To articulate the challenges unpaidcarers face in contemporary Wales.
To explore the implications of Welsh legislation and policy for unpaidcarers.
To suggest a way forward for social workers in Wales to develop practice in support of unpaidcarers.
Under the Social Services and Well-being (Wales) Act 2014 (SSWWA), an unpaidcarer is understood as an adult or child who provides care or support to another person who would not be able to cope without that support, due to a variety of issues including physical
This book examines policies on unpaid care throughout the UK since the 1990 NHS and Community Care Act. It questions why, after decades of policies and strategies, unpaid care remains in a marginal position in the social care system and in society more broadly, as demonstrated during the COVID-19 pandemic.
It provides critical analysis of key policies and professional practice over three decades and highlights the continuing challenges faced by people in caring relationships, as well as reflecting on developments in the position of unpaid carers in the system of social care.
By questioning why this crucially important sphere of human life remains under-resourced, it sheds light on the ways in which care is understood and how policy makers and service providers perceive the need for support.
In this chapter the discussion focuses on key policies on unpaidcare since the 1990s, including those that are specifically about support for carers and others of direct relevance to unpaidcare. As discussed in Chapter 1 , carers’ campaigning groups were active in the development of policies, becoming centrally involved in the development of care in the community. Yet, the policy context in 1990 was unpromising to carers. Not only were resources for care services restricted and priority given to service users without carers but also the
unpaidcarers and adult social care
As has been the case historically, in the UK most caring is unpaid and provided
by families. This chapter examines the issues relating to this population, the
current policies for unpaidcarers and the implications of recent proposals for
adult provision. It discusses the concept of ‘choice’ and whether the choice agenda
with regard to social care extends to unpaidcarers. It considers developments with
regard to carers’ rights and entitlements and examines the financial implications
most paid community-based support services such as personal care and homemaking. However, beyond these categories of paid workers exists another, largely uncharted, health human resource universe: untrained, unregulated and mostly invisible unpaid informal carers – the family, friends and neighbours who provide the bulk of everyday care required to support the wellbeing and independence of persons of all ages with ongoing health and social needs in community settings. As Lilly (2011 ) has commented, if paid health providers constitute the visible tip of the health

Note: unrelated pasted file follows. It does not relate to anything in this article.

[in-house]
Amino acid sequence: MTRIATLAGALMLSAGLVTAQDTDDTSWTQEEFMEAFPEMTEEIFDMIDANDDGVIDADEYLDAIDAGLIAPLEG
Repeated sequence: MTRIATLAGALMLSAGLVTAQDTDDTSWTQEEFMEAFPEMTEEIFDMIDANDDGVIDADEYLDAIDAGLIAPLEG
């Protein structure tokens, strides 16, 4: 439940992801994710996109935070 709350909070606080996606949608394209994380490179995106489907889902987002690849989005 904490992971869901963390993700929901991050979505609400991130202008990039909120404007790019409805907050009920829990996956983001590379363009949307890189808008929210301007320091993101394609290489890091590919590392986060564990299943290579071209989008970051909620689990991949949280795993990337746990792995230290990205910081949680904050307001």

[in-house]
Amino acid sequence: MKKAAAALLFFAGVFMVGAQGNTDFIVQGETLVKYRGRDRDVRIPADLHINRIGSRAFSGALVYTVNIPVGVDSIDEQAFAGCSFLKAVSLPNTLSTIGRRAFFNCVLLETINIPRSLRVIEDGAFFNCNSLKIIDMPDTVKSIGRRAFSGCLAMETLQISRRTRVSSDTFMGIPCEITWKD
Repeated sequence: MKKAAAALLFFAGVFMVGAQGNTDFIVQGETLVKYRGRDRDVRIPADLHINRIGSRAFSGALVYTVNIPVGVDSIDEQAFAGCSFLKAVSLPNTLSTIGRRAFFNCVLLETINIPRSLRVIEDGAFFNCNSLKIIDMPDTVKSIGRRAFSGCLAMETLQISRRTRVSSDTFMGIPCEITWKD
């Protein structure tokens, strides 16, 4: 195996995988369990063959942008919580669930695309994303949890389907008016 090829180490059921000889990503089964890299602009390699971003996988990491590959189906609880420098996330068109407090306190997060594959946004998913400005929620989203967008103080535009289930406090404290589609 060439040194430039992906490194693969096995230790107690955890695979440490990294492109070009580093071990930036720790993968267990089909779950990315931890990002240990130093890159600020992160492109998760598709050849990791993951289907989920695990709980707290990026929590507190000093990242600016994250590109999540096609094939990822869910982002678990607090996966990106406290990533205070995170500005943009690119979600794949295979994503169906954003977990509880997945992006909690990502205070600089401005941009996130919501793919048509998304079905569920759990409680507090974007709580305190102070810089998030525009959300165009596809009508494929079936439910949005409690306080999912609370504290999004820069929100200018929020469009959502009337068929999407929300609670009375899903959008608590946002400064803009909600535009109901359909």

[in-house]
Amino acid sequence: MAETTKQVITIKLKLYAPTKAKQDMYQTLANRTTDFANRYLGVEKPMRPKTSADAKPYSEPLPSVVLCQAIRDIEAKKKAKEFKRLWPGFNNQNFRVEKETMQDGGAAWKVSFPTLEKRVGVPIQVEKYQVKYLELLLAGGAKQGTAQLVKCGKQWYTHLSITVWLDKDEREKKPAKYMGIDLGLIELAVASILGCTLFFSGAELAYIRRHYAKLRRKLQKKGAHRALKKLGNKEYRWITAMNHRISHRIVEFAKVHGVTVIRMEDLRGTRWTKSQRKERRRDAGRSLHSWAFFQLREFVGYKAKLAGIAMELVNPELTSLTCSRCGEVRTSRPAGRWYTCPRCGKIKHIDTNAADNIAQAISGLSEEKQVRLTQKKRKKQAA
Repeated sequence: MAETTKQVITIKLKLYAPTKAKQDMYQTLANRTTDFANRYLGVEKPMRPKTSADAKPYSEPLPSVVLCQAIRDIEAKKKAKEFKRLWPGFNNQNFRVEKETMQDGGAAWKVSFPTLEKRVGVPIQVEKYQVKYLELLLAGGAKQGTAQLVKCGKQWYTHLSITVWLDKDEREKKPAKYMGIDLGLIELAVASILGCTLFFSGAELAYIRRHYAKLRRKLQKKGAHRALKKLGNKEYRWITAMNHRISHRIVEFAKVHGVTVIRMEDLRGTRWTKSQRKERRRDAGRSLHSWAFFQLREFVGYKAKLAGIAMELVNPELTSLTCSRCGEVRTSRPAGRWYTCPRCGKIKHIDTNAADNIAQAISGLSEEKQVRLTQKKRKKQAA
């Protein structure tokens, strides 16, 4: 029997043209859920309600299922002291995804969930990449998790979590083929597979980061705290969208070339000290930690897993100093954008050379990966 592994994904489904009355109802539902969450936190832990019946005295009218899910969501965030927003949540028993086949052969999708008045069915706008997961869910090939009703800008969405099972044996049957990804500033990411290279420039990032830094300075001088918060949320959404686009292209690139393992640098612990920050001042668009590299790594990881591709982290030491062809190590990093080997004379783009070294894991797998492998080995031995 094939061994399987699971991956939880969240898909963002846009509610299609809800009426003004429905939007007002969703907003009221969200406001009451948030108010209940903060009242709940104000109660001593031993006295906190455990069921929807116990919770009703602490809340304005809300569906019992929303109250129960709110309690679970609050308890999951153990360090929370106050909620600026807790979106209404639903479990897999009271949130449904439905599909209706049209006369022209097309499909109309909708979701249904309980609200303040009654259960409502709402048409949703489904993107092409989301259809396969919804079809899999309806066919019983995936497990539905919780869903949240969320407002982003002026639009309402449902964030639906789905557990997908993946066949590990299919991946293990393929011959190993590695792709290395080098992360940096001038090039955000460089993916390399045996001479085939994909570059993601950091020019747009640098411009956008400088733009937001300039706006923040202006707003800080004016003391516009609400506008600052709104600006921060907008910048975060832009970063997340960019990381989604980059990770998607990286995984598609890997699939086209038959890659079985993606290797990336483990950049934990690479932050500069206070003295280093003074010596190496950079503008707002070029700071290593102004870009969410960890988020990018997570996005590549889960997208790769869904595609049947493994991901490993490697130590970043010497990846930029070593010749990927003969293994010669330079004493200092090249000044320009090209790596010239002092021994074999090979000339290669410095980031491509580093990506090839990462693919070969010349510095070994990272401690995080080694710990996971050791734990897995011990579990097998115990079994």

is a subject that politicians would prefer to avoid, said Dilnot, ‘we have allowed it to be in the margins, in the shadows of our society and our economic and social policy and that does us no credit’.
This exchange draws attention to the scope of debates on care policies, to the social, cultural and philosophical issues involved in caring. It provides valuable context for an analysis of policies on unpaidcare. Indeed, it suggests that unpaidcare is in a particularly perilous situation because with social care policies confined to the margins, unable to
This chapter examines the ways in which knowledge about unpaidcare has developed over the past three decades. An intriguing question is whether patterns of unpaidcare have changed or more information is now available, which sheds new light on long-standing patterns. In addressing this question, further questions arise, including how has knowledge on unpaidcare developed over recent decades and to what end? Such questions matter, not only because knowledge is essential to the development of appropriate support for unpaidcare but also
In this chapter we compare and analyse relationships between staff and the families of residents in Canadian, Norwegian and Swedish care homes. As we know from Chapter 1 , care homes differ considerably in size, staffing levels and organisation of the daily work. These contextual differences shape the scope and need for families’ unpaid work and how families are perceived by staff. We base our analysis on 65 interviews conducted between 2018 and 2019 with frontline staff and managers and on fieldnotes from studying eight care homes.
The models of care in the
( Vlachantoni et al, 2015 ; Ilinca et al, 2017 ). Despite substantial unmet need for services, little research has been carried out on the consequences, though population-level studies suggest higher mortality among care recipients as a result of unmet need for health or care services ( Watkins et al, 2017 ). Care services for the person with care needs are often seen as simultaneously a service for the unpaidcarer. This is the approach taken in English care policy ( Her Majesty’s Government, 2014 ), in some studies of care services ( Pickard, 2004 ; Rand and Malley, 2014
In this chapter, we show how state policies and the structural features of formal care systems in Sweden and Ontario, Canada, shape family members’ unpaidcare work for relatives in the lead-up to admission to a nursing home. This unpaid work includes the navigation and advocacy work required to seek, apply for and enter nursing home care. We also show how the entry of their relatives to nursing home care changes family members’ unpaidcare work in these two jurisdictions.
Sweden and Canada represent two social policy approaches to long-term care: a universal